My first date with my husband lasted twenty-four hours. We didn't want it to end, and only ended it when the relatives I was living with woke that morning, and the need to avoid explanations made it necessary. We were both twenty-two, in college, scraping by...and now in love. The engagement happened fast. Six months later. We wanted to travel the country and settle in Colorado, because we thought it sounded like a cool place to live. No one thought that was a good idea, and pressure mounted to have us stay in Boston, but I was adamant. I kept saying, "time to get out of Dodge." We had no money, lots of student loans, and a maxed out credit card. So, we were broke. The wedding gifts were "green back" so we bought a small "covered" pickup to put all our worldly goods inside, figuring how hard could it be to learn "stick shift?"
Our families were frantic. Now, I realize why, but I was young, and knew if something happened, all I had to do was pick up a phone and my parents would come save us. *And did just that, months later, when my car battery died in a Colorado garage. SMH I don't know what I was thinking, beyond that's what you do when you're in trouble. Call home.* I could say we were young and stupid, but that wouldn't be true. We were young, fearless, and had nothing to lose...or so we thought.
Pennsylvania nearly broke our spirits. The hills were tough on stick shift driving, at least it was for us, who were new to it. We were traveling hostel to hostel, from Boston to Denver, so mainly using rural byways that were framed by drainage ditches. Once, lost on a rainy night, doing a three point turn to reverse directions, we got stuck in just such a ditch. As my husband pushed our fully-loaded pickup from the rear--in the muddy, bug and snake infested drainage ditch water--and as I struggled with the gears, desperate not to crush my new groom with a "roll back" while I shifted, a pack of Dobermans descended. I'm not kidding. I'm not using hyperbole or literary license. A PACK OF DOBERMANS DESCENDED. We'll never forget the terror, and the abject certainty that we were incompetents.
Unfortunately, that wasn't the worst Pennsylvania had in store for our self-esteems. The next day, the truck started smoking, and we were out in the middle of nowhere, [pre-cell phones], broke, tired, and high on too many cigarettes and caffeine, late for our next hostel check in. It was twilight, and we were parked on the side of the road, staring with horror at our smoking hood, fearing it would go up in flames. A large pickup pulled up, and a man with lots of facial hair, about our age, chewing tobacco wadded in his cheek, stared down at us like were were behind the glass in the primate section of a zoo. He spit a wad of brown goo, and asked us if we needed help.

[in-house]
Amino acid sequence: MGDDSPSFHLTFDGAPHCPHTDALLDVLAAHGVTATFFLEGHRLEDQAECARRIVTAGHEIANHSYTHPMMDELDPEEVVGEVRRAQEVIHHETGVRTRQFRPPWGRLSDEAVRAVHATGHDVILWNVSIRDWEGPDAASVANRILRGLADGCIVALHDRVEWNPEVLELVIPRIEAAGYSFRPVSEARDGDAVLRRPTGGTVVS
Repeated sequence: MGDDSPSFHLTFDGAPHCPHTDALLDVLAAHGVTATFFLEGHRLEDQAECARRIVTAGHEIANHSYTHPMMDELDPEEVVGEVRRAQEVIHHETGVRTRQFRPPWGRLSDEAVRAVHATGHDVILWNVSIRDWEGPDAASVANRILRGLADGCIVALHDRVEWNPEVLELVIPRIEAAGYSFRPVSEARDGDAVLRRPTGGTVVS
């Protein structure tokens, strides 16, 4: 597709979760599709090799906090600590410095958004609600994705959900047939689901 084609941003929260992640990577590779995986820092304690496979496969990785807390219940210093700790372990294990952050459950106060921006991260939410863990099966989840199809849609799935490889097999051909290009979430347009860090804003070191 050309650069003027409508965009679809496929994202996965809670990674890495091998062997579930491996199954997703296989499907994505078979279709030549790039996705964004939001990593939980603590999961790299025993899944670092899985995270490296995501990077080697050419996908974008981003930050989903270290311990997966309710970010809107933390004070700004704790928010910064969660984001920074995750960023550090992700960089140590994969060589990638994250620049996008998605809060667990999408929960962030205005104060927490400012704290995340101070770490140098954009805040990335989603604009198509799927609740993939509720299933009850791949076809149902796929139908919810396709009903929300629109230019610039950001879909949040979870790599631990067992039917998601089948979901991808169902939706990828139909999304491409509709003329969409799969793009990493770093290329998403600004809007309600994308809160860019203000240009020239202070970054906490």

My husband is the great communicator. People enjoy talking with him, so I shut up and waited for him to "fix this." The guy seemed like the kind of guy that would know how to fix a truck, so after my husband explained the situation, he opened the hood, and stepped back as our savior peered at the greasy, twisted, pieces of machinery that worked together in such a way as to allow us to drive the thing. He pronounced it fit, and couldn't see any problem, so he suggested he drive the truck to better diagnose the issue.
At this point, my husband and I would have paid money we didn't have to anyone willing to "fix this," so in a blink of an eye, my husband handed over the keys, and moments later, the only possessions we had in the world, including my purse and his wallet, drove up the hill and over, out of sight.
We turned and looked at each other, blinking, more than a bit stunned, and I watched as my husband's expression shifted to reflect my own epiphany. What have we done?
Long story long, the guy was a hero. He came back and diagnosed the problem. We'd left the emergency brake on, and it was smoking, but that wasn't the big take away from that incident. We'd learned that when you "give up" and hand over your problems to someone else to solve, you lose control of the solution. (The solution easily could have been our new friend in Pennsylvania driving off with our problem/worldly-goods.) We learned that one decision, sprouted from desperation and despair, could easily come back to haunt us. (Sick and tired of feeling incompetent, we were willing to hand over everything we owned to a stranger if it meant we could stop feeling that way.) And finally, we learned that safety nets are vital, but come at a cost YOU don't pay. (I knew all I needed was a phone to call my parents, and they would come. So did they, but they also feared the trouble we might find getting to the point of making that call, and the something horrible that could happen.)
I'll never forget the lessons of Pennsylvania. I'll never forget the kindness of the people that we met there. Beautiful vistas, farmlands, lush green trees and good food. And I'll never forget what it felt like to be in trouble, without hope, and to be at the mercy of someone else's conscience.